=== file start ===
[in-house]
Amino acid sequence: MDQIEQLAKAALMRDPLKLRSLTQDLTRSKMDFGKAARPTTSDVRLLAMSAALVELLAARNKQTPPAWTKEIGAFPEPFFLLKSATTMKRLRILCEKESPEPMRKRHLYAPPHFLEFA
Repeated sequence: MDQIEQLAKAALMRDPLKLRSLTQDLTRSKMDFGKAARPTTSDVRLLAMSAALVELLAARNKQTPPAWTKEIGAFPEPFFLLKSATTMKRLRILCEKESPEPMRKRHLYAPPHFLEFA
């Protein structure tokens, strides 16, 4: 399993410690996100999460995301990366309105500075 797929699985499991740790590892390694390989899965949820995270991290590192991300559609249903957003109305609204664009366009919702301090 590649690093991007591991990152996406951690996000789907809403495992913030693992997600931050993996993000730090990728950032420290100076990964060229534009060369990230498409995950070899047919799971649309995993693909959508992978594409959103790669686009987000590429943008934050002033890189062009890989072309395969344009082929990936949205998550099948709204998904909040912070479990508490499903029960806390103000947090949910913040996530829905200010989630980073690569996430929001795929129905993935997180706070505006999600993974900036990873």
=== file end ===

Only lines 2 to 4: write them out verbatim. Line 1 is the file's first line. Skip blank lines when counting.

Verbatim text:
Amino acid sequence: MDQIEQLAKAALMRDPLKLRSLTQDLTRSKMDFGKAARPTTSDVRLLAMSAALVELLAARNKQTPPAWTKEIGAFPEPFFLLKSATTMKRLRILCEKESPEPMRKRHLYAPPHFLEFA
Repeated sequence: MDQIEQLAKAALMRDPLKLRSLTQDLTRSKMDFGKAARPTTSDVRLLAMSAALVELLAARNKQTPPAWTKEIGAFPEPFFLLKSATTMKRLRILCEKESPEPMRKRHLYAPPHFLEFA
């Protein structure tokens, strides 16, 4: 399993410690996100999460995301990366309105500075 797929699985499991740790590892390694390989899965949820995270991290590192991300559609249903957003109305609204664009366009919702301090 590649690093991007591991990152996406951690996000789907809403495992913030693992997600931050993996993000730090990728950032420290100076990964060229534009060369990230498409995950070899047919799971649309995993693909959508992978594409959103790669686009987000590429943008934050002033890189062009890989072309395969344009082929990936949205998550099948709204998904909040912070479990508490499903029960806390103000947090949910913040996530829905200010989630980073690569996430929001795929129905993935997180706070505006999600993974900036990873």